The long-term objective is to develop a bioinformatics foundation for deciphering the metabolic network of every organism with a fully sequenced genome, in support of drug discovery, metabolic engineering, and systems biology. Our approach is based on a gold-standard metabolic database, MetaCyc, which is curated by Ph.D.-level biologists, strictly from the experimental literature. The knowledge in MetaCyc is extended computationally to other organisms by the automated creation of hundreds of organism-specific pathway/genome databases.
Our specific aims are (1) To expand MetaCyc, a highly curated multi- organism database of metabolic pathways and enzymes that serves as an encyclopedic reference of metabolic information. MetaCyc can be used to predict the metabolic pathway complement of an organism from its sequenced genome. Information about experimentally determined metabolic pathways and enzymes will be curated into MetaCyc from the biomedical literature, with a focus on microbial and plant pathways and enzymes. (2) To computationally generate BioCyc, a collection of organism-specific pathway/genome databases for all completely sequenced microbes that includes predicted metabolic pathways, predicted metabolic pathway hole fillers, and predicted operons. (3) To enhance the Pathway Tools software that supports the querying, visualization, and analysis of MetaCyc and BioCyc to include a new pathway prediction algorithm, an improved Web site, and scalability to manage 1000 genomes. (4) To make MetaCyc and BioCyc available in several formats. The BioCyc databases will be generated through a computational pipeline using advanced and carefully validated algorithms. MetaCyc and BioCyc data will be captured within a rich database schema using pathway editing software, and made publicly available through multiple access mechanisms, including a user-friendly Web site and the BioPAX standard pathway format. Metabolic pathways form the biochemical foundation of living systems. By quickly characterizing the metabolic pathways of hundreds of microbes, this project will facilitate alterations to those pathways by metabolic engineers, such as to allow bacteria to synthesize drugs. It will speed the development of drugs that kill disease-causing bacteria by enabling identification of essential metabolic pathways for disruption.

Agency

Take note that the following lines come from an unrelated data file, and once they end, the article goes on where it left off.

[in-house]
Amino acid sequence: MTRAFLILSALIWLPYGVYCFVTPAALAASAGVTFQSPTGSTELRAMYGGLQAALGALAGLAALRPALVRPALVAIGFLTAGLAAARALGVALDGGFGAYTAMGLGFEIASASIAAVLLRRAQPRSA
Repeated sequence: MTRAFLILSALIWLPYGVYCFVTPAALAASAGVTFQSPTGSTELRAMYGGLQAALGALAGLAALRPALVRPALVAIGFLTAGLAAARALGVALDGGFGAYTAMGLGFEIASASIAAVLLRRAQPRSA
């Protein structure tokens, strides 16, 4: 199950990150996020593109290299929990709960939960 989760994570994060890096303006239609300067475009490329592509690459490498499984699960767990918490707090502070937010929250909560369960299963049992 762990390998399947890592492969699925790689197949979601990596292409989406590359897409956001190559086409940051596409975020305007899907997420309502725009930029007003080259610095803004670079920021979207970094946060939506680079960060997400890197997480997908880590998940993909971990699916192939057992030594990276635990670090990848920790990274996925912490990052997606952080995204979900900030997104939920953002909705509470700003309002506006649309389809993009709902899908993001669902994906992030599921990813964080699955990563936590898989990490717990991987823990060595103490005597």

National Institute of Health (NIH)
Institute
National Institute of General Medical Sciences (NIGMS)
Type
Research Project (R01)
Project #
5R01GM080746-04
Application #
7810709
Study Section
Genomics, Computational Biology and Technology Study Section (GCAT)
Program Officer
Jones, Warren
Project Start
2007-06-19
Project End
2011-04-30
Budget Start
2010-05-01
Budget End
2011-04-30
Support Year
4
Fiscal Year
2010
Total Cost
$1,116,499
Indirect Cost
Name
Sri International
Department
Type
DUNS #
009232752
City
Menlo Park
State
CA
Country
United States
Zip Code
94025
Edison, Arthur S; Hall, Robert D; Junot, Christophe et al. (2016) The Time Is Right to Focus on Model Organism Metabolomes. Metabolites 6:
Caspi, Ron; Billington, Richard; Ferrer, Luciana et al. (2016) The MetaCyc database of metabolic pathways and enzymes and the BioCyc collection of pathway/genome databases. Nucleic Acids Res 44:D471-80
Karp, Peter D; Billington, Richard; Holland, Timothy A et al. (2015) Computational Metabolomics Operations at BioCyc.org. Metabolites 5:291-310
Caspi, Ron; Altman, Tomer; Billington, Richard et al. (2014) The MetaCyc database of metabolic pathways and enzymes and the BioCyc collection of Pathway/Genome Databases. Nucleic Acids Res 42:D459-71
Caspi, Ron; Dreher, Kate; Karp, Peter D (2013) The challenge of constructing, classifying, and representing metabolic pathways. FEMS Microbiol Lett 345:85-93
Altman, Tomer; Travers, Michael; Kothari, Anamika et al. (2013) A systematic comparison of the MetaCyc and KEGG pathway databases. BMC Bioinformatics 14:112
Karp, Peter D; Paley, Suzanne; Altman, Tomer (2013) Data mining in the MetaCyc family of pathway databases. Methods Mol Biol 939:183-200
Caspi, Ron; Altman, Tomer; Dreher, Kate et al. (2012) The MetaCyc database of metabolic pathways and enzymes and the BioCyc collection of pathway/genome databases. Nucleic Acids Res 40:D742-53
Latendresse, Mario; Krummenacker, Markus; Trupp, Miles et al. (2012) Construction and completion of flux balance models from pathway databases. Bioinformatics 28:388-96
Karp, Peter D; Caspi, Ron (2011) A survey of metabolic databases emphasizing the MetaCyc family. Arch Toxicol 85:1015-33

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